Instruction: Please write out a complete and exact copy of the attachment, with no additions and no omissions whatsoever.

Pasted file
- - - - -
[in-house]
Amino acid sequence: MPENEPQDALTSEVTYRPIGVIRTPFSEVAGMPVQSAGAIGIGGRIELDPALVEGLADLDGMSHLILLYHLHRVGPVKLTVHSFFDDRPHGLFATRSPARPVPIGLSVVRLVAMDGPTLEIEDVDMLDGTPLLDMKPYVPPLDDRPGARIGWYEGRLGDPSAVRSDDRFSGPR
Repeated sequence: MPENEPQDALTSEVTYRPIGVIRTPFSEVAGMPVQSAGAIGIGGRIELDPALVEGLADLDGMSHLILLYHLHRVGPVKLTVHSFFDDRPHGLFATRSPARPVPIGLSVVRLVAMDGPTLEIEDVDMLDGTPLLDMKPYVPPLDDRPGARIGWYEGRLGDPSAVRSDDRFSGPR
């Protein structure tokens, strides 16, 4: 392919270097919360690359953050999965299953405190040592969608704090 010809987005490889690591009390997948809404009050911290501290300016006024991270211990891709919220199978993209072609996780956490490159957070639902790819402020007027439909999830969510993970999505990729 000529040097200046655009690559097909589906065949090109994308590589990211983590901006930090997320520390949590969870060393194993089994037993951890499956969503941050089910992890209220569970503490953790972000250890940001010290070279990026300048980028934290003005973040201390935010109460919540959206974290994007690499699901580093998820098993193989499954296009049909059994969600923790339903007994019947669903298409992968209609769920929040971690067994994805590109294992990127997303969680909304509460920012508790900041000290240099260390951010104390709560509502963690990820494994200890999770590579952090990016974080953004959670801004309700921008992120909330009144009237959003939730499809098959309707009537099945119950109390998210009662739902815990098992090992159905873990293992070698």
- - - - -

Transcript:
[in-house]
Amino acid sequence: MPENEPQDALTSEVTYRPIGVIRTPFSEVAGMPVQSAGAIGIGGRIELDPALVEGLADLDGMSHLILLYHLHRVGPVKLTVHSFFDDRPHGLFATRSPARPVPIGLSVVRLVAMDGPTLEIEDVDMLDGTPLLDMKPYVPPLDDRPGARIGWYEGRLGDPSAVRSDDRFSGPR
Repeated sequence: MPENEPQDALTSEVTYRPIGVIRTPFSEVAGMPVQSAGAIGIGGRIELDPALVEGLADLDGMSHLILLYHLHRVGPVKLTVHSFFDDRPHGLFATRSPARPVPIGLSVVRLVAMDGPTLEIEDVDMLDGTPLLDMKPYVPPLDDRPGARIGWYEGRLGDPSAVRSDDRFSGPR
């Protein structure tokens, strides 16, 4: 392919270097919360690359953050999965299953405190040592969608704090 010809987005490889690591009390997948809404009050911290501290300016006024991270211990891709919220199978993209072609996780956490490159957070639902790819402020007027439909999830969510993970999505990729 000529040097200046655009690559097909589906065949090109994308590589990211983590901006930090997320520390949590969870060393194993089994037993951890499956969503941050089910992890209220569970503490953790972000250890940001010290070279990026300048980028934290003005973040201390935010109460919540959206974290994007690499699901580093998820098993193989499954296009049909059994969600923790339903007994019947669903298409992968209609769920929040971690067994994805590109294992990127997303969680909304509460920012508790900041000290240099260390951010104390709560509502963690990820494994200890999770590579952090990016974080953004959670801004309700921008992120909330009144009237959003939730499809098959309707009537099945119950109390998210009662739902815990098992090992159905873990293992070698």